While the title reminds us of the 16-bit classic Zombies Ate My Neighbors, the gameplay of Monsters Ate My Birthday Cake is like any other number of puzzle games that require players use the abilities of multiple characters to get through a level. The main protagonist is Niko, who leaves his village to find his dog and get back his birthday cake. But it soon becomes clear there’s more to the story.
Apple has told The Loop that it will be ceasing development of both Aperture and iPhoto for Mac in favor of its new iCloud-based Photos app that will be coming in iOS 8 and Yosemite. “With the introduction of the new Photos app and iCloud Photo Library, enabling you to safely store all of your photos in iCloud and access them from anywhere, there will be no new development of Aperture,” Apple told The Loop. “When Photos for OS X ships next year, users will be able to migrate their existing Aperture libraries to Photos for OS.” It seems likely that Apple’s iPhoto for iOS will suffer a similar fate; iPhoto will not launch in current iOS 8 betas, and developers have been told to “edit and organize [their] photos in the Photos app” instead.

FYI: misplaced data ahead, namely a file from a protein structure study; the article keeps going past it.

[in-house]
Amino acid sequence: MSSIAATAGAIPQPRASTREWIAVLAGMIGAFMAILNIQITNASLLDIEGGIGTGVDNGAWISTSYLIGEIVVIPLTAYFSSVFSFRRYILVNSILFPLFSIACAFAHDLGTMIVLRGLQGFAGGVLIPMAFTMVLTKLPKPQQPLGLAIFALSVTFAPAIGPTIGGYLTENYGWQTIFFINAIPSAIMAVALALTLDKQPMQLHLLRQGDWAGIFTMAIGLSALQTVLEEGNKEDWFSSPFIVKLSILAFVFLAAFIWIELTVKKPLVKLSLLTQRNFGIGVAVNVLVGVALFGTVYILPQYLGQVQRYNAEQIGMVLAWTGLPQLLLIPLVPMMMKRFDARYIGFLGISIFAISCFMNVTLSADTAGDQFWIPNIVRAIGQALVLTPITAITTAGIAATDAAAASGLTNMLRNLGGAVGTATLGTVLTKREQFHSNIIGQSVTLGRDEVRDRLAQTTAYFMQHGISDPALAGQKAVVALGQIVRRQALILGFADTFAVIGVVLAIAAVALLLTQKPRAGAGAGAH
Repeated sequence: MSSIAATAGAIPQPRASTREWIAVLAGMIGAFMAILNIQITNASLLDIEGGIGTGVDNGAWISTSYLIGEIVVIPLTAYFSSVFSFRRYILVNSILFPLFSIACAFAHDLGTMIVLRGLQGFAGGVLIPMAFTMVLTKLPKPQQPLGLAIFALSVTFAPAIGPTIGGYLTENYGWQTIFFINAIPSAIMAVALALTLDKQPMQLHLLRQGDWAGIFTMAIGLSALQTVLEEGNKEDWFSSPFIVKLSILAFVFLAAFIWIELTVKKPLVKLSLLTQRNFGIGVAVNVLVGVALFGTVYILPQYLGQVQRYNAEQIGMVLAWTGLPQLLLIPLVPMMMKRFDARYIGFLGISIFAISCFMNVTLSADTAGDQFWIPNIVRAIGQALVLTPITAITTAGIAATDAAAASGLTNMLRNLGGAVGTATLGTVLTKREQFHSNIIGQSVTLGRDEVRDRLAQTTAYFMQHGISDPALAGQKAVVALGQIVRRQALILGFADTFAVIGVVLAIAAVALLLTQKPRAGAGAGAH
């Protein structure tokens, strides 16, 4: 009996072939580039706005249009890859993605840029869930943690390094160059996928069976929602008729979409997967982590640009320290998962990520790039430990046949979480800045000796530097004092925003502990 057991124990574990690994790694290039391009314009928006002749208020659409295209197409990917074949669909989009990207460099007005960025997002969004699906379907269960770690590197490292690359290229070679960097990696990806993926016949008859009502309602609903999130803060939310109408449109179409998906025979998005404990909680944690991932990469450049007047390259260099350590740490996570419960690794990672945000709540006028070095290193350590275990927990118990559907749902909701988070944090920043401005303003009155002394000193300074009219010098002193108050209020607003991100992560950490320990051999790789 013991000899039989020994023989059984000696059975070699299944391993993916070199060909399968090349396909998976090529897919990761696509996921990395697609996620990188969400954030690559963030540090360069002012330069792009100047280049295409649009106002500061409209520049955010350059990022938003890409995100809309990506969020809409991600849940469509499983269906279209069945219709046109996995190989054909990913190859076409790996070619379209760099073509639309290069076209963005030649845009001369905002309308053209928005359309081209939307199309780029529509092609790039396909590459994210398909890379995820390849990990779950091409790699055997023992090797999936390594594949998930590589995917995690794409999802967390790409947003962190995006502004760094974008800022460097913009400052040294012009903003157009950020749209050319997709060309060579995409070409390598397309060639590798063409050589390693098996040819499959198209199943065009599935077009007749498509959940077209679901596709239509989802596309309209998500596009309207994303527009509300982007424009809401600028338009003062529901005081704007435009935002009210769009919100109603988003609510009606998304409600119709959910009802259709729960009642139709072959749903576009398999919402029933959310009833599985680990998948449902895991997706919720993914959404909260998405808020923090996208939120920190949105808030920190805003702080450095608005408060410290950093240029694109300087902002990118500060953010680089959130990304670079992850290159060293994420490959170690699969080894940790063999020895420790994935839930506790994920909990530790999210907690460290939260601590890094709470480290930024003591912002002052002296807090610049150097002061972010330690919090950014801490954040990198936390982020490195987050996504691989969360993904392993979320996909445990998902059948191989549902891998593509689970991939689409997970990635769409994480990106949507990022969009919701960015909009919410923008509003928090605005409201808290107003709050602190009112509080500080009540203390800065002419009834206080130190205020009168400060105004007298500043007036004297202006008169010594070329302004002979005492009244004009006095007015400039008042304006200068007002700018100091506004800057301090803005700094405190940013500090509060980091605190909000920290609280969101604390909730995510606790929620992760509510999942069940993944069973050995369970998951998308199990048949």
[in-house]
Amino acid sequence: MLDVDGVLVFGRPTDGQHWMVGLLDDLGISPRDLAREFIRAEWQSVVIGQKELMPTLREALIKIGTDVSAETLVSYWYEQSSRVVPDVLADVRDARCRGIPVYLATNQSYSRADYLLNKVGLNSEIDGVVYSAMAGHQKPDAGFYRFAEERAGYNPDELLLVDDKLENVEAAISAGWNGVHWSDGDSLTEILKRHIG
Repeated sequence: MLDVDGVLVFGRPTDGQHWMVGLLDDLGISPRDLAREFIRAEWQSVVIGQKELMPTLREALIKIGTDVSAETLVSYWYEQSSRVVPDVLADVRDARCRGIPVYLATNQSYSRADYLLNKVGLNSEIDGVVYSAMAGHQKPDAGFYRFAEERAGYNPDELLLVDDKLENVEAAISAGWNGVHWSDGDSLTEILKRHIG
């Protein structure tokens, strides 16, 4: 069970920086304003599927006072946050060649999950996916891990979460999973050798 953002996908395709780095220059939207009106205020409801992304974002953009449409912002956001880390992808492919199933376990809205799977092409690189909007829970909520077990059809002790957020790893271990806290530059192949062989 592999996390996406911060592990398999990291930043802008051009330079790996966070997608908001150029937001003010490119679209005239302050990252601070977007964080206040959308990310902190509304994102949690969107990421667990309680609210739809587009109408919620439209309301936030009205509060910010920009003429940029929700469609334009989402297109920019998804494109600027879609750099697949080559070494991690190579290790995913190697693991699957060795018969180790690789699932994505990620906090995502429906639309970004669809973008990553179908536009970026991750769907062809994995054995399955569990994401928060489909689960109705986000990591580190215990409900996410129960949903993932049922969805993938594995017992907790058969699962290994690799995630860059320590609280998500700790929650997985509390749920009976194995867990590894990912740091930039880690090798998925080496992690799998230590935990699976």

This change clearly marks a major shift in Apple’s photo management strategy for iOS devices, and it is unclear at this point what this will mean for other features such as the original iCloud Photo Stream and iTunes-based synchronization of photos onto iOS devices. Apple first introduced photo synchronization in iTunes 4.7 with the release of the iPod photo in 2004, and the feature has remained largely unchanged since, with iPhoto and Aperture commonly used as photo management apps for organizing photos to be transferred onto iPods and iOS devices. The deprecation of these two apps suggests that Apple is moving more strongly toward a cloud-based photo management solution, while also ceding the “pro” photo management space to applications such as Lightroom, which recently introduced its own cloud-based sync along with feature-rich mobile editing apps for the iPhone and iPad.